Keep your cover letter brief. You can mention a few high-level details about the project and an overall cost estimate. Tell your client how you would make their ecommerce site functional and optimize it for more conversions. The rest of the details can be explained in the project outline.
The project outline includes a deeper description of all the tasks involved in the creation of the ecommerce site. You can talk about the planning of the project—how you intend to design the user interface of the site and the scope of the project.
You can also explain all the elements you plan to incorporate in the ecommerce website to make it a smooth experience for the client’s customers.
After reading the project outline, your client should have a clear picture of what to expect at the completion of the ecommerce project.
Goals of the project
In this section, you can write down all the goals you intend to achieve. This should include all the measurable outcomes of the project as well as any particular milestones that can show the client how far the project has progressed at a certain point in time.
In your proposal, build and showcase an example page for their ecommerce store and give them login access so they can explore the dev environment. This will build trust and also help your client track the progress of the website without having to communicate with you frequently.
Budget and expected costs
The budget section is one of the most crucial aspects of your proposal as it tells the client what expenses they can expect.
Apart from your price for the project, there will be many other costs (e.g., ecommerce themes, web hosting, brand logos, etc.) that the client will have to bear. Provide them with a clear breakdown of all these costs so they’re aware of them right from the start.
Make sure you outline budget potentials for building custom integrations for diverse content like podcasts, videos, blogs, and more.
Information about you
Another helpful thing you can add in your proposal is information about your company and all those who will be working on the project, if applicable.
You can show off your design skills a bit in the proposal template and also leave a link to your website.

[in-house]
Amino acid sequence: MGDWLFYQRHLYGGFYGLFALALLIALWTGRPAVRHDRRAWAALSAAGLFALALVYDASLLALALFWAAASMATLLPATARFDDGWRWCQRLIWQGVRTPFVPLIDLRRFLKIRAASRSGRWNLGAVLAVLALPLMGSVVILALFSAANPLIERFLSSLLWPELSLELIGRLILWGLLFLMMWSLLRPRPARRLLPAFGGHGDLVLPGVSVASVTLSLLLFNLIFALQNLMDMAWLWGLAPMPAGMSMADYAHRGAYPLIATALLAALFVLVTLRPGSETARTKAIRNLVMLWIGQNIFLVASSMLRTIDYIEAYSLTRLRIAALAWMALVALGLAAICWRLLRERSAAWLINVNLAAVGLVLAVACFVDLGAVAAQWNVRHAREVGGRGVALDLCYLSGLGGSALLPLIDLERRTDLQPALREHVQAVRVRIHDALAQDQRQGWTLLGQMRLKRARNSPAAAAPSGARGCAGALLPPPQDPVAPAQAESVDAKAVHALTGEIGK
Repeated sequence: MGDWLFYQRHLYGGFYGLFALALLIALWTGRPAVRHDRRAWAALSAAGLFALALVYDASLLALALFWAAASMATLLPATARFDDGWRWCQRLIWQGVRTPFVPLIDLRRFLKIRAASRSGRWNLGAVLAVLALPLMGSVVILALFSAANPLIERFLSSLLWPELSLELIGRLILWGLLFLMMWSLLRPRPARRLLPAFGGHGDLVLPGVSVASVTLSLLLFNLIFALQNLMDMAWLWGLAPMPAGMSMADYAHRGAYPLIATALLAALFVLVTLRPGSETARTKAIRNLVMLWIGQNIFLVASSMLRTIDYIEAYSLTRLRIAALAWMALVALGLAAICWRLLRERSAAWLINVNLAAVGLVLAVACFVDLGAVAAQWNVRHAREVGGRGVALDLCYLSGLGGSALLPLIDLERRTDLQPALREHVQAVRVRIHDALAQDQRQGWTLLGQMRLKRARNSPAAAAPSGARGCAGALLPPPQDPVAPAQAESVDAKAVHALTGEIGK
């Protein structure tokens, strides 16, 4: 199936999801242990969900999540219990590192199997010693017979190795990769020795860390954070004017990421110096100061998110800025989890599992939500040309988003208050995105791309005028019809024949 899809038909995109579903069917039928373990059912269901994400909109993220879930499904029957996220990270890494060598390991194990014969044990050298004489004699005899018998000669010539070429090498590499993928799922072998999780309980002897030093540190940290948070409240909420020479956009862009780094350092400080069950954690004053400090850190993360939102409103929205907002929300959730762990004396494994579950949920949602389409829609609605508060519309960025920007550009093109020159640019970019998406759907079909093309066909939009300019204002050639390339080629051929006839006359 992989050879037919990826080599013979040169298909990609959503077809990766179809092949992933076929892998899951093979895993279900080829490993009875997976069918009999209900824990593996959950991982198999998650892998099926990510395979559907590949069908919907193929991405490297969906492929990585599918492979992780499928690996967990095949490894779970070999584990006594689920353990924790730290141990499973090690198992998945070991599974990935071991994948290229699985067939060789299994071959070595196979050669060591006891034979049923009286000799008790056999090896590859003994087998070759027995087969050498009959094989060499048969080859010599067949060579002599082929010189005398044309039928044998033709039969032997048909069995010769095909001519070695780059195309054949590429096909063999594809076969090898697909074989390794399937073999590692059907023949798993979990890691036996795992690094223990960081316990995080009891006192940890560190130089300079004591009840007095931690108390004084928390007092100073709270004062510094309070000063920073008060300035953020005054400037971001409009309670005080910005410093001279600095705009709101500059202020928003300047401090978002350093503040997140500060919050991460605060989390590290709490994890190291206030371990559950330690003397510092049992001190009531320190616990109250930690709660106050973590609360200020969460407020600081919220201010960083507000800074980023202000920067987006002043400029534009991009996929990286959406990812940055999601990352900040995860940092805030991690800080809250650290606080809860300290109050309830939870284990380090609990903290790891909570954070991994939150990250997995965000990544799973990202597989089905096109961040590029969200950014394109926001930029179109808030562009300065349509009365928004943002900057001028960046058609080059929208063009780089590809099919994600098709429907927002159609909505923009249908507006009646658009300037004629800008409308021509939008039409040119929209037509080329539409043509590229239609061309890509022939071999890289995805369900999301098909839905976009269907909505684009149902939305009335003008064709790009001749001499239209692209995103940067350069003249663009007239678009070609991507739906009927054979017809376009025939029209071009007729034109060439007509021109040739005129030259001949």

Add some client testimonials and examples of previous ecommerce websites you have developed, if applicable, so the client can gauge your capabilities.
Contract signing and payment
You can give clients the option to sign the proposal electronically in case they accept the terms. Once the contract is signed, direct them to multiple online payment options so that they can clear the payment agreed upon before you start the work.
Tips For Closing The Deal With Your Client
So you’ve created a proposal you are happy with and are waiting to send it to your prospective client. Before you do that, here are some helpful tips that could increase your chances of securing the deal for the project:
Make your proposal client-centric.
Keep your client at the heart of the project at all times. When you focus on the problems of your client, you will be able to understand them better and deliver better results.
Start by assessing their current website, mission statement, or any documents about their company goals and purpose.
This can often be found right on the homepage or About Us page of an existing site they want you to overhaul.
Leverage your expertise.
In your proposal, include client testimonials and examples of websites that you have developed in the past, if possible.
Clients would like to see examples of your work, especially if you have developed ecommerce websites in their niche.
For example, walk them through pages you have created for clients and highlight key examples of success. This shows clients that you have the skills to deliver the right solution for their needs.
Send your proposals at the right time of the day.
There’s not much of a difference as to what day of the week you should send emails or proposals to your clients.
However, sending them around 10am according to their time zone would be ideal as people generally open their emails first thing in the morning at work.
An ecommerce business proposal is one of the most crucial aspects of your web development business.
Before you start creating your proposal, you need first to understand the pain points of your client. State your value proposition and how it coincides with the client’s problems.
Add a cover letter at the beginning of your proposal with a brief description of the project. You can then give a clear outline of all the deliverables of the project, as well as the budget and timeline.
Make sure to include all possible costs in the budget so that your client knows what to expect at the start. Include provisions for the client to electronically sign the proposal and make online payments to your company in case he accepts the proposal.
Creating a well-designed proposal takes a lot of forethought, but once that is done, you can be sure of securing a great deal with your prospective clients.